[Image: Self-portrait of Pax wearing glasses with red and black frames.]
Content note: Medical issues, including needles.
When I started on testosterone therapy in January 2014, my partner Ziggy and I were both trained to do the intramuscular injections. You can see the general procedure in this instructional video, created by and for transmasculine people:
I had intended for Ziggy to do my injections, but decided I preferred to do them myself; I felt confident enough in the technique, and had never been afraid of needles. This worked out pretty well… until yesterday.
This failure had been building up for awhile. For the last couple of months I’d grown increasingly anxious, starting the day before my biweekly injections, sometimes even sooner. When the time came, I would fill the syringe and then sit with the needle poised above my thigh, unwilling to pierce my skin and plunge that much-needed solution into my muscle.
I tried various techniques that had worked in the past, such as deep breathing and singing. But whenever I got ready to inject, my heart would pound and a wave of nausea would overtake me. This would go on for up to half an hour before I was finally able to inject, and then during the injection my hand would shake, sometimes violently, causing my thigh muscle to spasm and literally tearing me up inside.
Yesterday morning, I just couldn’t do it. The anxiety and nausea were too much. I threw out the syringe, wasting a dose, and sent Ziggy a text, asking him to help me when he got off work late that night. He readily agreed, and everything went very smoothly. But I felt sick and ashamed the entire day about needing help, as absurd and uncharacteristically “macho” as that might seem.
The nurse practitioner who trained us had warned me about this. She said some trans folks inject for years without a problem, and then find themselves unable to do it. Some won’t even consider injections in the first place; they use hormone creams, which are much more expensive, harder to control the dosage of, and need to be applied daily.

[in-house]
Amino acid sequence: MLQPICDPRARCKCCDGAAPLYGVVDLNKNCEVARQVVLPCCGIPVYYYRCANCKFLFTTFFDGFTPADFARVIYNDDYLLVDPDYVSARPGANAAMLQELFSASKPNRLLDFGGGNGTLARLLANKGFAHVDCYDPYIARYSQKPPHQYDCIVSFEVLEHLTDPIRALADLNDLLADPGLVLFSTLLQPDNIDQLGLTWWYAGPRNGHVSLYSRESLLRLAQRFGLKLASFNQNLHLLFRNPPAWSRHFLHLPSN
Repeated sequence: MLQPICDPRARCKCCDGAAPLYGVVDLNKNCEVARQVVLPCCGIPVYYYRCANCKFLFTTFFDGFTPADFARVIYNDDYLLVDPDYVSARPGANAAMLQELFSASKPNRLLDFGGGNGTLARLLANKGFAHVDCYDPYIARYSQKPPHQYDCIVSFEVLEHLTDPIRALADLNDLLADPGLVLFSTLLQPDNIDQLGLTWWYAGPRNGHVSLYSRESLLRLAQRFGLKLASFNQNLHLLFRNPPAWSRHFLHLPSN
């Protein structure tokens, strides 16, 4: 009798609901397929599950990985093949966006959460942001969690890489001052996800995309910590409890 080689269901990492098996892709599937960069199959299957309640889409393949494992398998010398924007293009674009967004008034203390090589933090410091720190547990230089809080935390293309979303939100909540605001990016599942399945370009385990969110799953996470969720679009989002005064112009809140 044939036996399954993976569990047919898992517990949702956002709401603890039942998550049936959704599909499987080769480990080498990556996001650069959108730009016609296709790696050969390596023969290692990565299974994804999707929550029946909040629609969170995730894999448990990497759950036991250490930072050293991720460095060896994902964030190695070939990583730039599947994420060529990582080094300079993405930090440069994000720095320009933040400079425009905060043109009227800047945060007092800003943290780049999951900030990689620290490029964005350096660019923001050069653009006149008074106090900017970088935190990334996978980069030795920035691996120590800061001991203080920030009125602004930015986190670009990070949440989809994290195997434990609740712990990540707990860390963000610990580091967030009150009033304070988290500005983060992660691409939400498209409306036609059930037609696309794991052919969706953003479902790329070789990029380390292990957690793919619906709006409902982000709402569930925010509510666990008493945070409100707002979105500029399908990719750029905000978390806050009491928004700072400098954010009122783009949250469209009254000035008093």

There are a couple of other options for testosterone therapy, which I’ll be asking my doctor about at my next appointment: Longer-lasting implants and injections, which need to be done at a doctor’s office. I don’t know if either would be covered by my insurance, but it’s worth finding out. Even though I’m already middle-aged, right now I can’t imagine having to keep doing biweekly injections for the rest of my life. I’m growing increasingly resentful that I wasn’t born with the correct hormone profile in the first place.*
Stopping hormones altogether isn’t an option. For one thing, my body hasn’t sufficiently “masculinized” yet; I’ve been on T less than three years. But even more importantly, I’m pre-menopausal, and having my periods return is completely unacceptable. Yes, I still might have my uterus and ovaries removed, but surgery is a risky proposition, no matter how “routine” that procedure is considered. And I would still need to continue hormone therapy anyway, as my body would then be producing no sex hormones at all.
These thoughts are something that I would have shared in a “friends-only” entry before I launched this blog, but all of my blog writing is public now. I feel it’s important for transmasculine people—regardless of whether we are men or non-binary—to know that it’s OK to be vulnerable and ask for help. It’s also important for us to be able to share knowledge, as the field of FTM medicine is still in its infancy, and most doctors are ignorant about our needs. I can only imagine that 50 years from now, trans guys will read about what we went through during this time, and shake their heads or laugh.
For those wanting a more private discussion forum, I’ve found the FTM community on LiveJournal to be helpful, even though it’s not highly active. Hudson’s FTM Resource Guide is very useful as well. Both have advice applicable to non-binary female-assigned people like myself as well as trans men.
I am grateful I have access to the medical help I need to live a more authentic life. I hope that the world comes to accept that gender dysphoria is a legitimate condition that needs to be taken seriously.
* It’s important to note that the “born in the wrong body” trope is not accurate for many trans people. What matters is our self-identification, regardless of our “biology“.